New Brunswick society a century ago was notable for the number of its benevolent and fraternal orders. The provincial almanac for 1899 listed twelve of these organizations as being
active within Westmorland County alone. Many, such as the Sons of England Benefit Society, and the Grange or Patrons of Industry, have long since disappeared. Others, for example, the Knights of Columbus, Oddfellows and the Masonic Order are still with us.
Historians of Free Masonry trace its origin to the mediaeval stonemason’s guilds, who used secret signs to ensure that unqualified persons were not employed in their trade. The term
lodge was derived from the worker’s quarters that were built adjacent to their construction sites.
Centuries later, a society was organized utilizing Masonic terminology and Christian doctrine in its rituals. Shortly after the creation of the Grand Lodge of England, on June 24, 1717, the order crossed the Atlantic to take root in the New England colonies. The first Masonic Lodge, within present day Canada, was organized in Annapolis Royal, Nova Scotia, in 1738.
On November 28, 1871, the Sackville Borderer reported that Lebanon Lodge #28 F & AM Sackville,
heretofore working under a dispensation, was duly constituted. Present were
a large gathering of members from Sussex Lodge, Dorchester, and Acacia Lodge, Amherst. After the ceremonies, a supper was served at the Brunswick House and the usual toasts were given, accompanied by speeches and songs. The Masonic Order had arrived in Sackville.
Now to the
Masonic Mystery. In 1997, following the death of George Anderson Sr., the family discovered among his effects, a handmade silk apron, which they believed might be of historical significance. Fortunately they were able to call upon someone knowledgeable, in the person of David Jones, who identified the object as a rare Masonic apron.
Convinced that a story lay behind this item, David embarked on a quest to trace its background. What follows is a summary of his research in tracing the apron to its original owner. As he expressed it:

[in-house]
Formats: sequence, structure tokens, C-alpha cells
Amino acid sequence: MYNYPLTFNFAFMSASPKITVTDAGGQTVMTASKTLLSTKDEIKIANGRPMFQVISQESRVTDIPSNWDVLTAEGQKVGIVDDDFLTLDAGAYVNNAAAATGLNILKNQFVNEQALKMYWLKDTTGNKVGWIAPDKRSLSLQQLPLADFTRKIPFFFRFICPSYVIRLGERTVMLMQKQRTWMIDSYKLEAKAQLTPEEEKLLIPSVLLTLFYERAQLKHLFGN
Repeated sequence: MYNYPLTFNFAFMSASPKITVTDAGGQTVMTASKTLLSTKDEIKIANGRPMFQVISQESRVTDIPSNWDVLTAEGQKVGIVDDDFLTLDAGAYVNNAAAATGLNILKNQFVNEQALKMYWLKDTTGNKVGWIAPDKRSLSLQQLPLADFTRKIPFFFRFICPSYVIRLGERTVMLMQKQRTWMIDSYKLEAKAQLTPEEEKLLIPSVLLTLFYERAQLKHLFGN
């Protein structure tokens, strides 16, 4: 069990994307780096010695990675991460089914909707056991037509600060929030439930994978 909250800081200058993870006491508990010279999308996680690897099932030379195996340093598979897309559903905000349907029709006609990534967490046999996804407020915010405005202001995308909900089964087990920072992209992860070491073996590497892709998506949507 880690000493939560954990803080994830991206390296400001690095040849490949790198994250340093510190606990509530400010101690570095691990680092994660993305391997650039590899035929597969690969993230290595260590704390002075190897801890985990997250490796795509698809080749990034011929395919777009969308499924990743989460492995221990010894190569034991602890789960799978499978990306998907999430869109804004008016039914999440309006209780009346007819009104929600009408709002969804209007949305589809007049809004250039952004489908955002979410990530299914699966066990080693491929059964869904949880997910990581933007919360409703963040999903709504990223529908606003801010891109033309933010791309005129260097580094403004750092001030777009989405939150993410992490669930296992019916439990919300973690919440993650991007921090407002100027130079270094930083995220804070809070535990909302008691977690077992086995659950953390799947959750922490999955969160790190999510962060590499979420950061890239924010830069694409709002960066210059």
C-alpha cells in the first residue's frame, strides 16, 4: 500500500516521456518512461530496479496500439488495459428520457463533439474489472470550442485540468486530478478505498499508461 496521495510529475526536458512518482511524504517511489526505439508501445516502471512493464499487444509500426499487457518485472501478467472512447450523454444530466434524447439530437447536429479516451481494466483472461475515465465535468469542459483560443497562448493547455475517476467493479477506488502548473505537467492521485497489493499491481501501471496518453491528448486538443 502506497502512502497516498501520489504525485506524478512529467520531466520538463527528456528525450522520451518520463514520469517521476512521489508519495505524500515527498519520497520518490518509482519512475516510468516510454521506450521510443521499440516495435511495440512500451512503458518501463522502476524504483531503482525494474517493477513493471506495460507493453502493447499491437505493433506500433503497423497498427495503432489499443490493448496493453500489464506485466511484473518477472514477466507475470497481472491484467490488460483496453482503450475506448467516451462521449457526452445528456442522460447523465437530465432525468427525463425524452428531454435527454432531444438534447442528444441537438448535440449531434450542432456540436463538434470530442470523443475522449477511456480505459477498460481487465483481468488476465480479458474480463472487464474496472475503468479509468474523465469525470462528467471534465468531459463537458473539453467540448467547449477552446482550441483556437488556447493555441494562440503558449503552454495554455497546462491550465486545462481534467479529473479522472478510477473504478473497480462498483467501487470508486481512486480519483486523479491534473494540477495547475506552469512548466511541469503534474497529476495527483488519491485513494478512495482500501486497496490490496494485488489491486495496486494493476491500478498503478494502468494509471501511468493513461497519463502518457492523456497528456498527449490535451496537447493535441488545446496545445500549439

Who was the man of the apron? What of his Masonic career? What of his life?
Further investigation uncovered a Grand Lodge Certificate bearing the name, Master Mariner Thomas Rheese Anderson (1840–1918), father of the deceased George Anderson Sr. A further search of the records of Sussex Lodge revealed that Captain Thomas R. Anderson
was initiated on July 5, 1866, passed on July 12 and raised on August 2 all within a thirty day period during that summer.
It is David’s surmise that Captain Anderson was in Dorchester for ship repairs, and thus had limited time
to properly receive his degrees. The search also disclosed that his brother, Captain Charles M. Anderson (1838–1895), also became a member of Sussex Lodge on June 20, 1867, just a few days prior to Confederation. He was later to withdraw his membership before emigrating to New Zealand in 1870. Captain Charles M. Anderson died there, December 5, 1895.
Unfortunately a gap remains in tracing Captain Thomas R. Anderson’s later career in the Masonic Order. Records show that he remained on the roll at Sussex Lodge until 1872, when his name disappears. Since Lebanon Lodge received its charter in 1871 it was thought that he may have simply transfered his membership. To date, no verification of such a move has been found.
Beyond his involvement with the Masons, Captain Thomas R. Anderson’s seafaring career is well documented. This is, in part, due to the deposit in the Mount Allison University Archives of his valuable papers. Briefly stated, he spent more than thirty years travelling the world to ports in the United States, Europe, Africa, Australia and the Orient. Some of the famous ships under his command were the Arcadia, Gideon Palmer, Gussie Trueman, Algeria and the Asia. David Jones has also uncovered a fine painting of the latter vessel.
Captain Anderson retired to his home in Sackville in 1892. In later life he played an active role in community affairs. A supporter of the incorporation of the town of Sackville in 1903, he was elected an alderman in the first civic election.
A contemporary account of Anderson’s entrepreneurial success concludes:
His record as a successful shipmaster would be hard to excel. He never made a voyage without it resulting in a dividend for the shipowners, never stranded a vessel or had it touch the ground, nor varied from the voyage for repairs or stores in short never went into a port in distress. His integrity, no less than his seamanship and business ability, was always recognized
I wish to express my gratitude to Sherman Estabrooks for suggesting this Flashback topic. Special thanks must go to David Jones for his historical
detective work and willingness to share this story with a wider audience.